Checking in with the Chief – FIre Department Chief David Soar

It’s never a bad time to check in with the local fire department and see what’s the hot news (oh, all right, no bad puns, I promise). The Weston Owl caught up with Fire Department Chief David Soar in his full half-second break between his three roles in town: Fire Chief, Director of the Weston Emergency Management Team, and Forest Warden.

Chief Soar on the scene at a December fire near Town Hall

Forest Warden News

It’s going to be a dry year, according to the Farmers Almanac, and with that news, it behooves the great citizens of Weston to be careful when firing up the fire pit. Here are some guidelines to think about while managing your home fire pit–by Massachusetts law, a fire pit is used only for a “recreational” or “cooking” purposes (not, in other words, for escaping bulky waste fees):

  1. Fires should be small and manageable, no greater than 3 feet in diameter. By definition, a fire larger than 3 feet in diameter is no longer considered a cooking or recreational fire.
  2. All fires must be constantly attended.
  3. A fire extinguisher, garden hose, or water bucket should be available for quick extinguishment if necessary.
  4. Fires should not be conducted within 25 feet of a structure or combustible materials.
  5. The fire pit should be placed on a flat, noncombustible surface. An area of 25 feet should be cleared around the fire pit in all directions, and clear of all dry vegetation and combustibles. Make sure the fire pit is placed away from other materials that could burn or catch fire, both overhead and to the sides such as building components, tree limbs, sheds, awnings, etc.
  6. Fire pits and recreational fires ARE NOT INCINERATORS. The burning of trash, rubbish, painted or stained wood and construction debris is prohibited by the Department of Environmental Protection.
  7. Do not cause a nuisance or health hazard to your neighbors. Never use wet or damp wood. This creates needless, irritating smoke. Always use dry seasoned wood, charcoal, or specialist fuel (e.g. wood burning briquettes).
  8. Never use an accelerant to light any fire. There have been many cases of people getting burned while trying to light a fire with a “small amount” of gasoline.

If you light a forest on fire, you will not only have the Forest Warden annoyed, but the great goshawk of Conservation land will find you. It will happen.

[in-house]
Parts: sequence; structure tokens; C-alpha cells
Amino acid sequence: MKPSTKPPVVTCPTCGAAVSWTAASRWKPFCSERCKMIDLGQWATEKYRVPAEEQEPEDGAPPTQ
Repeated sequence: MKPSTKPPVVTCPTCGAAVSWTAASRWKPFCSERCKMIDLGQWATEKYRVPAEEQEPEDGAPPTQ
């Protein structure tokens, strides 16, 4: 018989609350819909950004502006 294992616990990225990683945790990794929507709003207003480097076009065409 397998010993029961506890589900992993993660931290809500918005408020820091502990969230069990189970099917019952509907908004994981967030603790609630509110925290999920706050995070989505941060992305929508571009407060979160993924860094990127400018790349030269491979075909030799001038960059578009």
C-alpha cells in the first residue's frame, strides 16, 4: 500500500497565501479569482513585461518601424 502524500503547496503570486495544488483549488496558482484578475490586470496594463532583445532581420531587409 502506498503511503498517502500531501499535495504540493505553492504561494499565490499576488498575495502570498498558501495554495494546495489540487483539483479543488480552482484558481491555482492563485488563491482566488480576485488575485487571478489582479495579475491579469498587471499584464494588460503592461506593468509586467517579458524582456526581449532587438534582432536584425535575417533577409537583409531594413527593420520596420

bonfire on fire pit

Having said all that, it’s Open Burn Season (January 15 to May 1). If this is the method you choose to get rid of all that brush in your own yard, you must have a permit, which you can apply for here. Note that burning is not your only option, and that Leaftopia, aka the Brush Dump on Merriam Street, will open on April 21, 2021 and be open for four Saturdays. You must have a recycle or transfer station pass to use Leaftopia. For more information, see the wonderful town website.

Emergency Management Director News

While numbers are going down in general, masks and physical distancing are key to keeping people safe. The public schools are going to pooled testing next week, but all town residents may still get Covid testing done by the fire department. For information, or to register, please check the Fire Department page.

Residents are also reminded to sign up for WestonAlerts, the official emergency notification system used by the Town of Weston and Weston Public Schools so Town Officials can quickly communicate with residents during emergencies. You can find out how to register for that here.

Fire Chief News

Things are fortunately pretty quiet on the fire department side–well, if quiet means the usual call-outs that add up to 2,500 or so each year. An injured cross country skier was pulled out of Cat Rock in February by UTV. This preceded the police rescue of dogs and their owner from the pond there last weekend. As an aside, the Owl is concerned about the inherent dangers of nature. Fortunately, Weston has an amazing public safety crew.

New truck news!! The fire department turned in its order for Weston’s new ambulance, which was approved at last Town Meeting. The ambulance is set to arrive by July and the Wes-TEN has already offered to help park it.

While not “new news”, residents should also remember that the Fire Department has a lock box program that allows quick and safe entry for emergency personnel to your house should it be necessary. You can get more information here.

In addition, Fire Chief Soar mentioned that the department is looking at some houses that are slated for demolition so that they can train in them.  Many editorial comments spring to the Owl’s mind but all of them will be tamped down in a bid to be an objective news source. If you are about to demo your house, you can always give the Fire Department a call and see if they want to torch and train in it.

Did you know?

Did you know that all 33 firefighters including the deputy and the Chief are EMT-trained? We’re in good hands, Weston.


Residents may recall that Fire Chief Soar sat down with the Wes-TEN in December, and since then, the town has been obsessed with the rumor of an impending Fire dog, cat or gecko. Watch the Owl (who will be watching you, Weston) for the upcoming announcement of the fire department mascot (no, it’s not a wildcat).

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